Commenced in January 2007
Frequency: Monthly
Edition: International
Paper Count: 6

Search results for: Leili Nekounazar

6 Fashion and Soft War: Analysis of Iran's Regulatory Measures for Fashion Industry

Authors: Leili Nekounazar

Abstract:

Since 2009, when the Green movement, Iran’s most significant political uprising in post-Islamic revolution materialized, the term 'soft war' has become an integral part of the Iranian regime’s lexicon when addressing the media propaganda waged by the west and the regime’s so-called 'enemies'. Iran’s authorities describe soft war as a western campaign aiming at undermining the revolutionary values by covert activities, deploying cultural tools and purposeful dissemination of information. With this respect, Internet and in particular, the social media networks, and oppositional radio-television broadcasts have been considered as the west’s soft war conduits. With the rising of the underground fashion industry in the past couple of years that does not conform to the compulsory dress codes prescribed by the state, the Islamic regime expands the soft war narrative to include any undesired fashion-related activities and frames the rising fashion industry as a cultural war intoxicating the Iranian-Islamic identity. Accordingly, fashion products created by the Iranian fashion intermediators have been attributed to the westerners and outsiders and are regarded as the matter of national security. This study examines the reactive and proactive measures deployed by the Iranian regime to control the rise of fashion industry. It further puts under the scrutiny how the state as a part of its proactive measure shapes the narrative of 'soft war' in relation to fashion in Iran and explores how the notion of soft war has been articulated in relation to the modeling and fashion in the state’s political rhetoric. Through conducting a content analysis of the authorities’ statements, it describes how the narrative of soft war assists the state policing the fashion industry.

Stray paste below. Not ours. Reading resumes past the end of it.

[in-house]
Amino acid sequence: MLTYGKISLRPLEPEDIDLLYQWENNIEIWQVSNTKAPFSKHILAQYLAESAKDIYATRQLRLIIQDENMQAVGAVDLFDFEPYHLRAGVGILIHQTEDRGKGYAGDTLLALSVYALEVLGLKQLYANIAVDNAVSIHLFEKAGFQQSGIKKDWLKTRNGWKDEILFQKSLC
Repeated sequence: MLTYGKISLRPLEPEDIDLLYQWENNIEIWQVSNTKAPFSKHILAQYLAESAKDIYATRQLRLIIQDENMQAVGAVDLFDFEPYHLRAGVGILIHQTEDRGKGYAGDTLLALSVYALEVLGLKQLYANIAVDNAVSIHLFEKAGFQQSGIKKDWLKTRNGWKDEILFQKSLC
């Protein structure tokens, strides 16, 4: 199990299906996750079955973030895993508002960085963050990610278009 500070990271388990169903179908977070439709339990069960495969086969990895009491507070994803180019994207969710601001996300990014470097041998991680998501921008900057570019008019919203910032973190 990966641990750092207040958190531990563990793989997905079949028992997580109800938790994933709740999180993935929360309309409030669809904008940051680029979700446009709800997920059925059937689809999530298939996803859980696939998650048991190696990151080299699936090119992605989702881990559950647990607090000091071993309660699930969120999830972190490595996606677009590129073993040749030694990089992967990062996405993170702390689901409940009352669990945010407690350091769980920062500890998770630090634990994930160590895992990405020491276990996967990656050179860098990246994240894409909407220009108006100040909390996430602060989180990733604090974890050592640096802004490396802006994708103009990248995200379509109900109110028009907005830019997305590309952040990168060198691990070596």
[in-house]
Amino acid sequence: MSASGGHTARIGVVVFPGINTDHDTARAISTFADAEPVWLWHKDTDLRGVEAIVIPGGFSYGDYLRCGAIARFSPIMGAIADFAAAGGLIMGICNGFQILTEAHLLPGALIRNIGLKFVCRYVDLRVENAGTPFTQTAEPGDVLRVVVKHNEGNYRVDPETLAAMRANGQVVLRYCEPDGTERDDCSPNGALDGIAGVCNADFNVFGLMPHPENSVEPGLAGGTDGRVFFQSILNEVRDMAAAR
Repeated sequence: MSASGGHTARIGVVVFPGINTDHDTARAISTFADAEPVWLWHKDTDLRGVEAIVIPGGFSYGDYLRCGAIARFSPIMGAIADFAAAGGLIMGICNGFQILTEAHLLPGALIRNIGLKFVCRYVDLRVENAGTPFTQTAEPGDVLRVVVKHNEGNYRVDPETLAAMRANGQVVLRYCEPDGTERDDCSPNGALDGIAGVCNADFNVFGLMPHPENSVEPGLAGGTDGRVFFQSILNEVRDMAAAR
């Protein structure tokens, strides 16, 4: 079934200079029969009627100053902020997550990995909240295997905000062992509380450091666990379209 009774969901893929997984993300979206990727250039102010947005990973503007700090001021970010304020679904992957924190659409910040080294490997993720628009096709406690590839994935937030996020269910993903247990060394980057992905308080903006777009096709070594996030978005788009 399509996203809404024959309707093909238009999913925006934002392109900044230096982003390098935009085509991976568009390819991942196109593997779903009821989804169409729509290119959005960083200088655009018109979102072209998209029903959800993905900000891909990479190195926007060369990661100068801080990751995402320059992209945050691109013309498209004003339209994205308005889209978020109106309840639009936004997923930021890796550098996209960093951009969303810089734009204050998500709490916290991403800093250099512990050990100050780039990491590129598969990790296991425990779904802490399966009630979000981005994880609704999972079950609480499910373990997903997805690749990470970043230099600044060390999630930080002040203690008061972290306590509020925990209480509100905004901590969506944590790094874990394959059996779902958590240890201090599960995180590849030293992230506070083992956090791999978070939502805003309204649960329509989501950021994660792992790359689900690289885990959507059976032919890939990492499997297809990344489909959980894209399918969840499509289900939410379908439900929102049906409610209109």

Keywords: censorship, fashion, Iran, soft war

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5 Silent Myocardial Infarction Presented with Homonymous Hemianopia in a Non-Diabetic Middle Aged Man

Authors: Seyed Fakhroddin Hejazi, Mohammad Saleh Sadeghi, Leili Iranirad

Abstract: